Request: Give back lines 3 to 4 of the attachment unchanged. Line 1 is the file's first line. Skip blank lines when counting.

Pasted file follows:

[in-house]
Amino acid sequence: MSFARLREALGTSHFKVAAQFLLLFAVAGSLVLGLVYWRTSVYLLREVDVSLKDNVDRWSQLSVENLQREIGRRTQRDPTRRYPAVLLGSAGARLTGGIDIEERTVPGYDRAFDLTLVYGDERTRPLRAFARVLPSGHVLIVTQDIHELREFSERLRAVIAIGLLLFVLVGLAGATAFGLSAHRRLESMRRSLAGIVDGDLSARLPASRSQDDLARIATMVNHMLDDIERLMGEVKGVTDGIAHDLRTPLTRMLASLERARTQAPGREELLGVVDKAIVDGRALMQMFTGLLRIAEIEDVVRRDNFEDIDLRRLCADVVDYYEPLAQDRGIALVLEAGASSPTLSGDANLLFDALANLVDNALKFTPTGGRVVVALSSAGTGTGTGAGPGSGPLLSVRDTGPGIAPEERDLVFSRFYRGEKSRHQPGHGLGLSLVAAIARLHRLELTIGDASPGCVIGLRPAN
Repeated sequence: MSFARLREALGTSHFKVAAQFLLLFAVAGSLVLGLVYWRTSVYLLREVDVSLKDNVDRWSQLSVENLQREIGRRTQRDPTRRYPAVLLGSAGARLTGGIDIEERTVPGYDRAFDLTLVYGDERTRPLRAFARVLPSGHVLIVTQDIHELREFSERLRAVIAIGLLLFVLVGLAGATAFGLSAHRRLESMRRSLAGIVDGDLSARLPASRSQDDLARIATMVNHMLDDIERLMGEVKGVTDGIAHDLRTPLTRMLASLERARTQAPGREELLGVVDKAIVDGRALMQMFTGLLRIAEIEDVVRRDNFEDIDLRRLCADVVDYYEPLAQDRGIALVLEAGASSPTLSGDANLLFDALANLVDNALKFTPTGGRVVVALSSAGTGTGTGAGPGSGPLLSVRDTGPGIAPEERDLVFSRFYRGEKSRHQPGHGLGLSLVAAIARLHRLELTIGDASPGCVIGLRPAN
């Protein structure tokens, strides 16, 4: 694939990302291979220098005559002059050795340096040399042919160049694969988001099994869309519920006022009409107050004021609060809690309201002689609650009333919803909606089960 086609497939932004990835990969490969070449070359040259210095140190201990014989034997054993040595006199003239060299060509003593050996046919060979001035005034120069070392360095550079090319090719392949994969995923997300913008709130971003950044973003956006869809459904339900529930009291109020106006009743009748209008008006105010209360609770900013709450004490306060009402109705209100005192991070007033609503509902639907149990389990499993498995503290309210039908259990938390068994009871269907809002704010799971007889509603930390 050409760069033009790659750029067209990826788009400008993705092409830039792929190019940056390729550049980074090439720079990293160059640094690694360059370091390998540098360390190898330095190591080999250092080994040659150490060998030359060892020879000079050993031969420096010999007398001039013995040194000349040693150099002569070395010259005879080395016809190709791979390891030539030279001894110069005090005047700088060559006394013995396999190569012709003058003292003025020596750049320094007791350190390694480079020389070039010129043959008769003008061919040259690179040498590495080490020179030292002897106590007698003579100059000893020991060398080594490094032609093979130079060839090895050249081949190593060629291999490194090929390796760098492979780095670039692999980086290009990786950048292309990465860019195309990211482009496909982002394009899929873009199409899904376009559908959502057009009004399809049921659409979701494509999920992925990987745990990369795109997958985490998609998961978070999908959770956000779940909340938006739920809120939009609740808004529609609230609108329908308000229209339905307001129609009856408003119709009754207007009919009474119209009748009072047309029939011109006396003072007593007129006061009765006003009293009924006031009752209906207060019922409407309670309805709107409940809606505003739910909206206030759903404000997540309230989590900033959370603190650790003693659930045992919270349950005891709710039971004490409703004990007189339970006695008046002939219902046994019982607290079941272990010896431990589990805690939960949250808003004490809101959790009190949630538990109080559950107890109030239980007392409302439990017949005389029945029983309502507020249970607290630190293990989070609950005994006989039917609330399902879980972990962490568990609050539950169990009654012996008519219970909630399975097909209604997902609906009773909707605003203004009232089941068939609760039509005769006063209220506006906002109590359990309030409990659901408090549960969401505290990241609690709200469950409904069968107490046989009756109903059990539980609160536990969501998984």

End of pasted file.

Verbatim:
Repeated sequence: MSFARLREALGTSHFKVAAQFLLLFAVAGSLVLGLVYWRTSVYLLREVDVSLKDNVDRWSQLSVENLQREIGRRTQRDPTRRYPAVLLGSAGARLTGGIDIEERTVPGYDRAFDLTLVYGDERTRPLRAFARVLPSGHVLIVTQDIHELREFSERLRAVIAIGLLLFVLVGLAGATAFGLSAHRRLESMRRSLAGIVDGDLSARLPASRSQDDLARIATMVNHMLDDIERLMGEVKGVTDGIAHDLRTPLTRMLASLERARTQAPGREELLGVVDKAIVDGRALMQMFTGLLRIAEIEDVVRRDNFEDIDLRRLCADVVDYYEPLAQDRGIALVLEAGASSPTLSGDANLLFDALANLVDNALKFTPTGGRVVVALSSAGTGTGTGAGPGSGPLLSVRDTGPGIAPEERDLVFSRFYRGEKSRHQPGHGLGLSLVAAIARLHRLELTIGDASPGCVIGLRPAN
């Protein structure tokens, strides 16, 4: 694939990302291979220098005559002059050795340096040399042919160049694969988001099994869309519920006022009409107050004021609060809690309201002689609650009333919803909606089960 086609497939932004990835990969490969070449070359040259210095140190201990014989034997054993040595006199003239060299060509003593050996046919060979001035005034120069070392360095550079090319090719392949994969995923997300913008709130971003950044973003956006869809459904339900529930009291109020106006009743009748209008008006105010209360609770900013709450004490306060009402109705209100005192991070007033609503509902639907149990389990499993498995503290309210039908259990938390068994009871269907809002704010799971007889509603930390 050409760069033009790659750029067209990826788009400008993705092409830039792929190019940056390729550049980074090439720079990293160059640094690694360059370091390998540098360390190898330095190591080999250092080994040659150490060998030359060892020879000079050993031969420096010999007398001039013995040194000349040693150099002569070395010259005879080395016809190709791979390891030539030279001894110069005090005047700088060559006394013995396999190569012709003058003292003025020596750049320094007791350190390694480079020389070039010129043959008769003008061919040259690179040498590495080490020179030292002897106590007698003579100059000893020991060398080594490094032609093979130079060839090895050249081949190593060629291999490194090929390796760098492979780095670039692999980086290009990786950048292309990465860019195309990211482009496909982002394009899929873009199409899904376009559908959502057009009004399809049921659409979701494509999920992925990987745990990369795109997958985490998609998961978070999908959770956000779940909340938006739920809120939009609740808004529609609230609108329908308000229209339905307001129609009856408003119709009754207007009919009474119209009748009072047309029939011109006396003072007593007129006061009765006003009293009924006031009752209906207060019922409407309670309805709107409940809606505003739910909206206030759903404000997540309230989590900033959370603190650790003693659930045992919270349950005891709710039971004490409703004990007189339970006695008046002939219902046994019982607290079941272990010896431990589990805690939960949250808003004490809101959790009190949630538990109080559950107890109030239980007392409302439990017949005389029945029983309502507020249970607290630190293990989070609950005994006989039917609330399902879980972990962490568990609050539950169990009654012996008519219970909630399975097909209604997902609906009773909707605003203004009232089941068939609760039509005769006063209220506006906002109590359990309030409990659901408090549960969401505290990241609690709200469950409904069968107490046989009756109903059990539980609160536990969501998984």